Tweet of the Day: Commemorating the White House Burning, Sorry!

— Domani Spero
[twitter-follow screen_name=’Diplopundit’ ]

 

First the good news!  The British diplomats in D.C. enjoy a smokin’ good barbecue.  Apparently, they had a  a ‘White House BBQ’ to mark the 200th anniversary of a ‘rather unfortunate event in UK/US relations.’   The embassy even had a huge White House cake to commemorate the burning. Then tweeted about it:

 

In related news, the embassy’s social media ninjas in D.C. shortly thereafter had to apologize for their tweet. It looks like some in the Twitterverse did not appreciate the joke even if it came 200 years later with cake.  Some complained that this was  bad form, some blamed David Cameron.  No, no one has thought of blaming the Queen yet.

We hope they’re not going to fire the intern. Anyone from Foggy Bottom attended the barbecue?

 

 

 

 

 

 

 

 

 

Advertisements

US Embassy Bangkok Issues Security Message on Thailand Protests

— Domani Spero

The US Embassy in Bangkok issued a security message to U.S. citizens in the country concerning the mass protests  in the capital city. BBC News Bangkok reports that today is the eighth day of protests aimed at unseating Yingluck Shinawatra, who became Prime Minister of Thailand following the 2011 general election.  Four people have reportedly died and dozens have been injured in the civil unrest that shows no sign of abating.

Domestic political activists in Thailand are holding large demonstrations at several sites throughout Bangkok. These demonstrations may continue in the coming days, including at several Thai government facilities in areas within and outside of Central Bangkok.

Violence, including gunshots, was reported on the night of November 30/morning of December 1st in the area of Ramkhamhaeng University in the Bang Kapi district northeast of Central Bangkok. At least two persons have been reported killed and several dozen have been reported injured. Police have used tear gas and other measures to protect government facilities at several locations in Bangkok.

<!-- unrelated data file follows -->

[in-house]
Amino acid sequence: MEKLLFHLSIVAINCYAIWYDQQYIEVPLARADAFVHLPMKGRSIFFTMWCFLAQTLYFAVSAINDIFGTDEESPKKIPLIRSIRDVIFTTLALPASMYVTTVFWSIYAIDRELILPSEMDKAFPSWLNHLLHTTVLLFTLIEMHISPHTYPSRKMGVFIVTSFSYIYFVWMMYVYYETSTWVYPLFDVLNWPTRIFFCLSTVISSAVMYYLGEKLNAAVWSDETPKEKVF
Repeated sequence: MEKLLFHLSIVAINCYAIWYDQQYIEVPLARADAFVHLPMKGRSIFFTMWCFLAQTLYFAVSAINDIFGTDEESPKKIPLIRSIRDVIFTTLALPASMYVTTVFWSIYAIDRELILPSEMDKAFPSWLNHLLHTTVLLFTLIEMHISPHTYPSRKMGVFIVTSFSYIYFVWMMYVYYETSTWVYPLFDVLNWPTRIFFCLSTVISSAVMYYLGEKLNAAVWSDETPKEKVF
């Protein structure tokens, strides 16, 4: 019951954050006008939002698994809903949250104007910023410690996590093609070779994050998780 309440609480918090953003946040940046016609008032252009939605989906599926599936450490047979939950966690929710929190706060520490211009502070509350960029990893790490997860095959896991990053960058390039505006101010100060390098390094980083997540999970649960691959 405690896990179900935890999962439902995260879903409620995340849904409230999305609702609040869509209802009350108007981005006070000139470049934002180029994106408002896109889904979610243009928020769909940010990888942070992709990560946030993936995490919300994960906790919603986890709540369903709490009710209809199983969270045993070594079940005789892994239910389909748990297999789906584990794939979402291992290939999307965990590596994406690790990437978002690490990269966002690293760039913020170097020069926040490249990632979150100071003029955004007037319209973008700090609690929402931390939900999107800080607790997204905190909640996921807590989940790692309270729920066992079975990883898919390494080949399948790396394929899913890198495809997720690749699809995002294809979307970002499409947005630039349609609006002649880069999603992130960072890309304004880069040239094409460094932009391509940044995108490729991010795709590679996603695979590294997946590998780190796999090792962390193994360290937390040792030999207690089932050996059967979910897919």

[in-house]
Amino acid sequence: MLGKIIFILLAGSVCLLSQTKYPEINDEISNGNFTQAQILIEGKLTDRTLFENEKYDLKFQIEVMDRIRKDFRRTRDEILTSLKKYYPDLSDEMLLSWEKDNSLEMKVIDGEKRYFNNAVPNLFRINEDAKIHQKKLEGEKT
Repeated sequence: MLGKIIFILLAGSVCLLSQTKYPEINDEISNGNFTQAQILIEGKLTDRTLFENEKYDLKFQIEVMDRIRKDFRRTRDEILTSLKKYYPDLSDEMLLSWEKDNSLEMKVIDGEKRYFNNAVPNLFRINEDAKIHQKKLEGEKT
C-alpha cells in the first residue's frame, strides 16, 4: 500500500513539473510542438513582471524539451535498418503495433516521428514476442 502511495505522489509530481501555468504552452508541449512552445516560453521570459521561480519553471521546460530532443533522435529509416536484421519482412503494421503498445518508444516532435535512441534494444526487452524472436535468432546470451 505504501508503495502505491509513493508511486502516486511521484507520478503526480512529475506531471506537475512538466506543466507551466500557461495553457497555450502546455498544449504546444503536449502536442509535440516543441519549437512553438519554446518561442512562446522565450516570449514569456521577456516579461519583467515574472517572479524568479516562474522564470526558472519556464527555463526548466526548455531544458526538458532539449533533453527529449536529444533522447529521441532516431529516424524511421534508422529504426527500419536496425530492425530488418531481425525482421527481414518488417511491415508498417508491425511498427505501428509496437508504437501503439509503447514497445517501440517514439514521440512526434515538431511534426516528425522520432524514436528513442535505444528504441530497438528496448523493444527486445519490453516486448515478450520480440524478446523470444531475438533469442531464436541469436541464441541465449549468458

Although the Thai government has not implemented a curfew, senior officials have recommended that residents remain at home from 10:00 p.m. Dec 1 through 5:00 a.m. Dec 2.

The U.S. Embassy in Bangkok will be open on Monday as usual. Please check the Embassy’s web page and Twitter feed for updates.

Even demonstrations intended to be peaceful can turn confrontational and escalate into violence. You should avoid areas of demonstrations, and exercise caution if in the vicinity of any large gatherings, protests, or demonstrations. Be alert and aware of your surroundings and pay attention to local news media reports.

The UKFCO’s current Travel Advice on Thailand notes that “on 25 November the authorities in Thailand implemented the Internal Security Act in all districts of Bangkok and Nonthaburi as well as the Bang Phli district of Samut Prakan and the Lat Lum Kaeo district of Pathum Thani, which will lead to an increased security presence and possible disruption to traffic.”

Previous anti-government protests in Thailand occurred in March, April, and May 2010 which resulted in the occupation of  Bangkok’s business district. The government’s operation to clear the protesters led to multiple deaths and injuries, property destruction, and a closure of the embassy for over a week.  According to a 2010 report, the unrest also resulted in the  relocation of embassy personnel from residences close to the protest zone, issuance of a travel warning, and granting of authorized departure for family members.

The embassy estimates that regional services-related work occupies 51 percent of its personnel. The 2010 inspection report of US Embassy Bangkok notes that the country team at Embassy Bangkok is composed of representatives from 40 U.S. Government executive branch agencies and departments, plus one legislative branch agency.   The US Embassy in Bangkok has also doubled in size in the last 10 years largely due to the concentration of regional services in Bangkok.  At the time of the inspection there were almost 2,000 employees with US Mission Thailand, including local nationals and U.S. local hire.  The report cautioned that “The trend toward regionalization in Bangkok may have reached its limit, as its advantage as a politically stable location for regional operations is diminishing with Thailand’s rapidly evolving political situation.”